By: John Cleary, Shareholder, and Kayleigh Shuler, Associate, Polsinelli PC, Tech Transactions and Data Privacy Practice Group
Recent years have seen companies large and small continue to grapple with the much-feared cyber incident. Yet surprisingly few have meaningful and up-to-date incident response plans (IRPs) in place to manage and mitigate this threat. Such plans, if properly designed and updated, can spell the difference between strong mitigation and recovery from an incident and prolonged, crisis-driven recovery or no recovery at all.
With 20 or more practitioners in this space, and over 1,500 cyber and data privacy incidents addressed and resolved to date for our clients, the Tech Transactions and Data Privacy Practice Group at Polsinelli PC has seen the positive role played by IRPs and the proactive corporate culture exemplified by IRPs in the cyber and data privacy sphere. This blog entry, jointly with Bernstein Crisis Management, will share some of those experiences and best practices.
There is no mystery as to where IRPs come from. They are a natural outgrowth of crisis management imperatives at the C-Suite level of well-run companies, often addressing such non-cyber subjects as product recalls, natural disasters and workplace violence. Cyber incidents bring their own set of challenges, but the need for advance planning and coordination, teamwork and practice in the cyber realm is every bit as important as other realms. Further, to put the matter beyond doubt, IRPs for cyber risk are required by law in certain states (such as the New York Department of Financial Services framework) and industry sectors (such as health care).
This brings us to the first challenge. If an IRP is just another policy or procedure, there should be little hesitation or burden involved in enacting an IRP and making it official company policy. Or in outsourcing the creation of an IRP to an outside consultant. But, quite obviously, a meaningful IRP is far more than a document or policy. It is a change of perspective and priority across an organization, fully embedded in the C-Suite and prioritized by company leadership. It is not an exaggeration to say that a meaningful IRP is a “living document,” which must steadily grow and evolve to keep pace with the cyber threat environment and as the company’s cyber defenses deepen and mature.
A second challenge is to ensure that the IRP empowers and drives a well-led team of responders across multiple company departments, disciplines and areas of expertise. The competing imperatives here are self-evident. The IRP must be comprehensive while at the same time adaptable to various types of cyber incidents. The IRP must be known, understood and practiced by key players at the company while sometimes requiring limited “need to know” circulation given some of the potential sensitivities involved. At its best, an effective IRP will recognize the multiple disciplines within an organization that must be mobilized and swiftly brought into alignment in a crisis situation. This includes technical team members of course, but also legal, human resources and public relations experts, as well as the executive or executives with authority to act quickly and decisively in an emergency. Each aspect of the IRP must be considered in conjunction with the plan as a whole such that a single, cohesive plan remains in place over time. Collecting input from all stakeholders while developing the IRP (and again throughout its life) is key to ensuring that, if and when a crisis hits, everyone understands their responsibilities and who is in charge of what.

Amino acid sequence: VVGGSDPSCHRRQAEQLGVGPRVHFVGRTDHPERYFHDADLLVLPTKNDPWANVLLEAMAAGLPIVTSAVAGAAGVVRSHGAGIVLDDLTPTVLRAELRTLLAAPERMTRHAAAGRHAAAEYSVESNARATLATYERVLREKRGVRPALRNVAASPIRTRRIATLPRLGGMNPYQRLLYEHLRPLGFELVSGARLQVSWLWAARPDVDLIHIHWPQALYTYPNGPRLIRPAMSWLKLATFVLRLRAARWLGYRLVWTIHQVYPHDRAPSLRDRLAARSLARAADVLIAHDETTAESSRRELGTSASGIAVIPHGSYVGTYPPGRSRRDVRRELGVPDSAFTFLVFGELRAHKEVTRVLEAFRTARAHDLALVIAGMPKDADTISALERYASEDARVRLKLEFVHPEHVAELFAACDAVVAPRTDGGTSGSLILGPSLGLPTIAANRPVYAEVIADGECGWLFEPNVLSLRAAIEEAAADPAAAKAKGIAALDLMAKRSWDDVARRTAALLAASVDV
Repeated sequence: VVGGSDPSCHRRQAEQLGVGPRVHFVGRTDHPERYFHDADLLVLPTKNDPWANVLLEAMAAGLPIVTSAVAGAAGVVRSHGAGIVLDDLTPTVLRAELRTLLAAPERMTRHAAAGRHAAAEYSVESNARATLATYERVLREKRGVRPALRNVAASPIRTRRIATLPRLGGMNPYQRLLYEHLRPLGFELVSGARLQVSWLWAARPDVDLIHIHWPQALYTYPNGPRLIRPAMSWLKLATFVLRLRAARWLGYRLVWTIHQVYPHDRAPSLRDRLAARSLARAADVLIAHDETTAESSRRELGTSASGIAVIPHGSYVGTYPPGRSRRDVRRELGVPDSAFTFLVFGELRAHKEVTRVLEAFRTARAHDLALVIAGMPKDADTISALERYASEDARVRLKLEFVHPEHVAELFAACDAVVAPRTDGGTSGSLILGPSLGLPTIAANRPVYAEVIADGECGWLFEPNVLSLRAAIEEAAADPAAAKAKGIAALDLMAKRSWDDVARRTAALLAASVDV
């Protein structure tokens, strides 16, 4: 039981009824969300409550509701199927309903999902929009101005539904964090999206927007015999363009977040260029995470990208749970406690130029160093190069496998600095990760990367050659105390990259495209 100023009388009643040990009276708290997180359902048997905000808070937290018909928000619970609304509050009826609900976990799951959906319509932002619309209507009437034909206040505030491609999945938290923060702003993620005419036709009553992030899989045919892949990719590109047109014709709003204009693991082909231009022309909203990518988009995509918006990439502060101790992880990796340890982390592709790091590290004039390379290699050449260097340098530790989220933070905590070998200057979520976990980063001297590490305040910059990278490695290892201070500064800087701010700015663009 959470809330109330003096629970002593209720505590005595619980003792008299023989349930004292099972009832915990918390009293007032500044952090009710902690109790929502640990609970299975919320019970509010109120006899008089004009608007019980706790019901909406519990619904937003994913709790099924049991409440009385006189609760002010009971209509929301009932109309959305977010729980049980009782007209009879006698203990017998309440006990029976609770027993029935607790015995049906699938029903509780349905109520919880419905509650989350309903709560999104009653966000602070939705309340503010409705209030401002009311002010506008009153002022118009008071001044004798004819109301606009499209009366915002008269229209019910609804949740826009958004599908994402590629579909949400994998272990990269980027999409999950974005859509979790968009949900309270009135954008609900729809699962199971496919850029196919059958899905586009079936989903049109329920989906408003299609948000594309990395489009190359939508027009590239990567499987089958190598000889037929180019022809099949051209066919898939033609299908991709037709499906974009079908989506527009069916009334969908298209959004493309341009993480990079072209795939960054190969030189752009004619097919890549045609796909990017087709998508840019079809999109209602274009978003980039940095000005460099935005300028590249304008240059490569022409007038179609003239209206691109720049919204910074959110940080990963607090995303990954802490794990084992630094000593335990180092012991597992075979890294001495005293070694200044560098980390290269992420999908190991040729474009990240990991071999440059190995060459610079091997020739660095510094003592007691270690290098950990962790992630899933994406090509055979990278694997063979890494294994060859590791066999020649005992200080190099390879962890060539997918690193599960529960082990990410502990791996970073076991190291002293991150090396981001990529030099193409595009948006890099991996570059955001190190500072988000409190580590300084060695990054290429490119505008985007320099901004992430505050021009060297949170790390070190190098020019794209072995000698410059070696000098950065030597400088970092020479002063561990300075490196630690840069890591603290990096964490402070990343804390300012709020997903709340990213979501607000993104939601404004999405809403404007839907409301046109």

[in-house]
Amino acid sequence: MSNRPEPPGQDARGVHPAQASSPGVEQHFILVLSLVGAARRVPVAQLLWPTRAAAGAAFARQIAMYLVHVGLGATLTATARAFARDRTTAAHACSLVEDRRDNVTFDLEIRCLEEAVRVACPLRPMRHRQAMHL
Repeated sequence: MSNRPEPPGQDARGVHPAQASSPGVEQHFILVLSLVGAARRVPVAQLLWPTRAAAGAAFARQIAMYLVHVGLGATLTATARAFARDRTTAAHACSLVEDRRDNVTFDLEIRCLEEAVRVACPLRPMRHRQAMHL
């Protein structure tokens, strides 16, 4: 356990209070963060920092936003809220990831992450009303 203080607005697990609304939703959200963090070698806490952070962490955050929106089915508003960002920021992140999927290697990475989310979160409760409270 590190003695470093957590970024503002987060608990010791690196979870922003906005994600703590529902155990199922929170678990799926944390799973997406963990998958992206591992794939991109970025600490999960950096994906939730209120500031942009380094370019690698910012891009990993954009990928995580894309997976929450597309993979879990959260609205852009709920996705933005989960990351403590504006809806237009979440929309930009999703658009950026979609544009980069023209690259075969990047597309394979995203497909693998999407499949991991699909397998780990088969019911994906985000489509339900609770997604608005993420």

The third challenge in creating an effective IRP is that, even though it is an evolving plan and is reflective of many voices (as described above), it must also be concise and clear. The IRP is not the place for excessive technical or IT jargon and lengthy lists of job responsibilities, skill sets and “how to” information about various computer system parameters and capabilities. Instead, the IRP should assume that the key players come to their roles with an understanding of how to do their jobs in a non-crisis atmosphere and should adapt those capabilities to working effectively and collaboratively in a crisis. The bottom line: to be useful to your business in a time of high stakes and high stress, the IRP must be targeted and readable.
In short, creating or updating an IRP for cyber incidents can be a daunting task. Putting in the effort upfront, however, puts you and your team in a much better position to address and resolve such incidents in an efficient and effective manner.
We are pleased to join with Bernstein Crisis Management to bring these points to your attention. Your comments and feedback would be most welcome.
Polsinelli provides this material for informational purposes only. This material is not intended to provide legal advice and should not be relied upon or used without consulting a lawyer to consider your specific circumstances, possible changes to applicable laws, rules and regulations and other legal issues and considerations. Receipt or review of this material does not establish an attorney-client relationship. This material may be considered attorney advertising under the rules of certain jurisdictions. Polsinelli is very proud of the results we obtain for our clients, but you should know that past results do not guarantee future results; that every case is different and must be judged on its own merits; and that the choice of a lawyer is an important decision and should not be based solely upon advertisements.